Why, of course they’re back!
Remember those hot hair rollers your mom had back in the day? Well, they’re back (edit: and some say they never left), as is fitting since ’70s-inspired, disco-era hairstyles have also seen resurgence as of late. Although the look may be replicated using modern-day curling wands, there’s just something authentic—and blissfully nostalgic—about going straight to the source.
In staying true to the theme, we’re giving a quick background on hot hair rollers, as well as a short tutorial on getting that iconic feathered hairdo that was super-hot during the 1970s. Read on and get groovy!
Hot Hair Rollers: The Must-Have Tool of the 1970s
What are hot hair rollers?
Hot hair rollers, or hot rollers, first came to the fore in the 1930s, and have been a well-loved tool used for curling hair ever since. This popularity comes from their ease of use. Typically heated up via a chamber, hot rollers are used to set curls or provide volume just as with normal curlers. However, they have the added benefit of a longer-lasting curl or volume as provided by a heated barrel, and are especially handy when you want to curl your hair in a pinch—the curls set for approximately the same time all around, allowing you do go about your business while your hair is setting.
To use hot hair rollers, first make sure all curlers are placed in their specific chambers; some models have varying sizes of curlers in each set, so be mindful of placing them in the correct slot. Read the manufacturer’s instructions to ensure they’re heated for the correct amount of time before use. While heating up, take the time to prep damp to dry hair with a styling agent (wet hair won’t hold a curl via this method, not to mention can get really damaged when curled).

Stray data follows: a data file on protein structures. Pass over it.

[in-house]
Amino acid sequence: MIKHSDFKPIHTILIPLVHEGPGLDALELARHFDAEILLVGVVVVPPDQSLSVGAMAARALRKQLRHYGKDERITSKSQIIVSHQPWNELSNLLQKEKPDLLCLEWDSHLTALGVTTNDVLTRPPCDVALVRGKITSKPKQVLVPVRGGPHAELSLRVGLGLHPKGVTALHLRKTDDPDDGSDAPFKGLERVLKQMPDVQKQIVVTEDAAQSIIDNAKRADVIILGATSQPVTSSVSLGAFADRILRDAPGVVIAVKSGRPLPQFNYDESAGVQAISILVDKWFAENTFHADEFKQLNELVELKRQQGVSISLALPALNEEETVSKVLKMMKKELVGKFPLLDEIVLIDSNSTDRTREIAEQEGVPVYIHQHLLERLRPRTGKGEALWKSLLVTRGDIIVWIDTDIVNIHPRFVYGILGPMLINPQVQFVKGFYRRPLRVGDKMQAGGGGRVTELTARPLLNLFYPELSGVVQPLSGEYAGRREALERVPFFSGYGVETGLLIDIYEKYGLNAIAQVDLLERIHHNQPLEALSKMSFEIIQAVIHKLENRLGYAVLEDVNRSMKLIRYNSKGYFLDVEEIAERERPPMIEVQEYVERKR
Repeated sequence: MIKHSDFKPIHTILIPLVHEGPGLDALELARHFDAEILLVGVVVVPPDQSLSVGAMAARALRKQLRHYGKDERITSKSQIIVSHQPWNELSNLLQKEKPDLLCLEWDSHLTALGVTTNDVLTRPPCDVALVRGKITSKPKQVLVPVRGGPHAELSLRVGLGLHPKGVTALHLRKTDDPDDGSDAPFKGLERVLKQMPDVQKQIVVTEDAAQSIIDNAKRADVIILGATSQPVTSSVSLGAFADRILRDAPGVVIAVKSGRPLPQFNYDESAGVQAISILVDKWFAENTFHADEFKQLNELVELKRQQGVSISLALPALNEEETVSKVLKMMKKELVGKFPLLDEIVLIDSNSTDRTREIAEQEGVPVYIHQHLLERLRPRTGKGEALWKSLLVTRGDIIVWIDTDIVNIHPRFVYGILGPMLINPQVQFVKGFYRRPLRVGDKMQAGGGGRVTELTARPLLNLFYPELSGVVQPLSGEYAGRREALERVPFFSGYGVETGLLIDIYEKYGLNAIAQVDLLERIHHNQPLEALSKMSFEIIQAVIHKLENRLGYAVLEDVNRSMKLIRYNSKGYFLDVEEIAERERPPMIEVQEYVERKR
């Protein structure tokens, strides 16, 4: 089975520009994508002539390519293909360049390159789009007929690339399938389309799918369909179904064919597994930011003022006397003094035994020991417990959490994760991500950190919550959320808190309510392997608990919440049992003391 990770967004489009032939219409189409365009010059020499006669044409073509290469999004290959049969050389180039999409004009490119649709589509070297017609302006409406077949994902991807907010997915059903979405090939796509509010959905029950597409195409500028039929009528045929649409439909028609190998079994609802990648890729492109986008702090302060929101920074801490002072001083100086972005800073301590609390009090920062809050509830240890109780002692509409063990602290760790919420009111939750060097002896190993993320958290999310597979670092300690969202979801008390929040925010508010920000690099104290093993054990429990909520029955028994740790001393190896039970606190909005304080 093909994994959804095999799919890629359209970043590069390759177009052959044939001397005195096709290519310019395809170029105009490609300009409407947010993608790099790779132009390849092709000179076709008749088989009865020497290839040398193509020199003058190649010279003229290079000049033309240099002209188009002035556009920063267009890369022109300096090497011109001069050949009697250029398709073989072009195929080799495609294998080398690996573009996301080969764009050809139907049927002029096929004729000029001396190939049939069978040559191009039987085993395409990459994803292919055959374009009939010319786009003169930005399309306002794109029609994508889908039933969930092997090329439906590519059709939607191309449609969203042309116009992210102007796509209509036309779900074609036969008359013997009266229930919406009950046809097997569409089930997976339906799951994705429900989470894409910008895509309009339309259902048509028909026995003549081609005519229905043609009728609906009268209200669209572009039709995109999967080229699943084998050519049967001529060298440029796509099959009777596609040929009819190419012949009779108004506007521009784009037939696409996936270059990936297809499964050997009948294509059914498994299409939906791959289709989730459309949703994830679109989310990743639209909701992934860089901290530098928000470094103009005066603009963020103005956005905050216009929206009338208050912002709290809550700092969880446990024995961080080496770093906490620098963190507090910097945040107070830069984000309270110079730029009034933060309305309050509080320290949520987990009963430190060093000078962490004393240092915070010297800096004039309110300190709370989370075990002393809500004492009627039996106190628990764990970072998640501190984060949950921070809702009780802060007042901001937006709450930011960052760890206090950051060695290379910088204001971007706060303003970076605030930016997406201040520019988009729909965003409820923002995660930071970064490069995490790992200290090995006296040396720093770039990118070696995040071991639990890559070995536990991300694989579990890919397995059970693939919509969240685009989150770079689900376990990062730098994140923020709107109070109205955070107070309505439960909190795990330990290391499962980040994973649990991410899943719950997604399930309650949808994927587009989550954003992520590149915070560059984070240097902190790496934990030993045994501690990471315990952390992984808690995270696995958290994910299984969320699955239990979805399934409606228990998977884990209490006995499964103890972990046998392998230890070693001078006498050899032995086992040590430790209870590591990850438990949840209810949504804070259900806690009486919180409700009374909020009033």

Scroll down for a quick tutorial on the right way to position hot hair rollers when creating a hairstyle. We chose a feathered look for this example:
Step 1: Prep hair with a thermal protectant.
Hair will be subject to localized heat, so it’s always best to shield it from damage while styling with a thermal protectant that also supports the creation of styles via hot tools, like TRESemmé Thermal Creations Heat Tamer Spray. Follow up with a curl-defining mousse, such as Dove Style+Care Curls Defining Mousse for more definition.
2. Blow-dry your hair.
After spraying, blow-dry hair thoroughly until it is 90% to completely dry.
3. Section hair.
For a feathered look, the key is infusing some volume on the top, with curls that face outwards on the sides. Begin by creating a middle part, then section off the back.
4. Start with the fatter curlers.
Using the bigger-sized barrels, roll the hot hair rollers on your back section, starting from the crown. Twirl upwards so you end up with a flip, then secure each curler with the corresponding clip. Repeat in a straight line from your crown all the way to the nape, in descending order of curler size. Careful when handling with bare fingers! Kind of clueless? Check out our hot roller tutorial.
5. Curl your sides.
Using smaller curlers, curl each side beginning from the strip nearest your middle part. Again, twirl upwards so you get that feathered look, and start from the middle part downwards. Secure each with its clip. Repeat on the opposite side.
6. Leave for around 20 minutes.
Hot hair rollers usually take around 10 to 20 minutes to completely cool, but you can also touch them as they’re setting to test whether they’ve cooled down. Once all curlers are pretty much room temperature—or by the time you finish doing your full face of makeup, whichever comes first—remove each roller by carefully sliding out each pin. Unfurl your hair slowly, making sure not to tug and being mindful of strands getting caught in the seams of the roller.
7. Brush out your curls.
Use a flat brush to brush out your curls and soften and separate the ringlets, as well as define the feathering on the sides. Finish with a hairspray made for touchable bounce on waves and curls, like TRESemmé Perfectly (un)Done Hairspray.
Want more vintage hair inspiration? Check out these awesome non-ironic perms.